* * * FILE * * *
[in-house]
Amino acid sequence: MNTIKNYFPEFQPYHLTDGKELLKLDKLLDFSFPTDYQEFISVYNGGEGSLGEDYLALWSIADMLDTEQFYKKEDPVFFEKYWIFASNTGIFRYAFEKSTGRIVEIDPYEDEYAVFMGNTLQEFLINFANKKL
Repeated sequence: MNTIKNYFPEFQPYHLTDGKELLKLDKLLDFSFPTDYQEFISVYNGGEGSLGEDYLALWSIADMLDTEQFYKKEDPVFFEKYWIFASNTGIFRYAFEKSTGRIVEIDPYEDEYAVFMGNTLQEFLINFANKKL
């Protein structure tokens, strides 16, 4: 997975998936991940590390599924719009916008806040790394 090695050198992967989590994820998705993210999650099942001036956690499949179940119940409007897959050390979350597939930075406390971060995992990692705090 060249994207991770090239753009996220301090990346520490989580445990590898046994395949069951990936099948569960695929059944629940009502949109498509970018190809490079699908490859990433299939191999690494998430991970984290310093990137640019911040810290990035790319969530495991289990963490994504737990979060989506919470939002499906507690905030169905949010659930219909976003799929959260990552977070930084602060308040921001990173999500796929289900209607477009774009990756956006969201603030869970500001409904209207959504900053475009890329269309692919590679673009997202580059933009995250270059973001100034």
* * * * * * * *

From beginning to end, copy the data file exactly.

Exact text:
[in-house]
Amino acid sequence: MNTIKNYFPEFQPYHLTDGKELLKLDKLLDFSFPTDYQEFISVYNGGEGSLGEDYLALWSIADMLDTEQFYKKEDPVFFEKYWIFASNTGIFRYAFEKSTGRIVEIDPYEDEYAVFMGNTLQEFLINFANKKL
Repeated sequence: MNTIKNYFPEFQPYHLTDGKELLKLDKLLDFSFPTDYQEFISVYNGGEGSLGEDYLALWSIADMLDTEQFYKKEDPVFFEKYWIFASNTGIFRYAFEKSTGRIVEIDPYEDEYAVFMGNTLQEFLINFANKKL
């Protein structure tokens, strides 16, 4: 997975998936991940590390599924719009916008806040790394 090695050198992967989590994820998705993210999650099942001036956690499949179940119940409007897959050390979350597939930075406390971060995992990692705090 060249994207991770090239753009996220301090990346520490989580445990590898046994395949069951990936099948569960695929059944629940009502949109498509970018190809490079699908490859990433299939191999690494998430991970984290310093990137640019911040810290990035790319969530495991289990963490994504737990979060989506919470939002499906507690905030169905949010659930219909976003799929959260990552977070930084602060308040921001990173999500796929289900209607477009774009990756956006969201603030869970500001409904209207959504900053475009890329269309692919590679673009997202580059933009995250270059973001100034």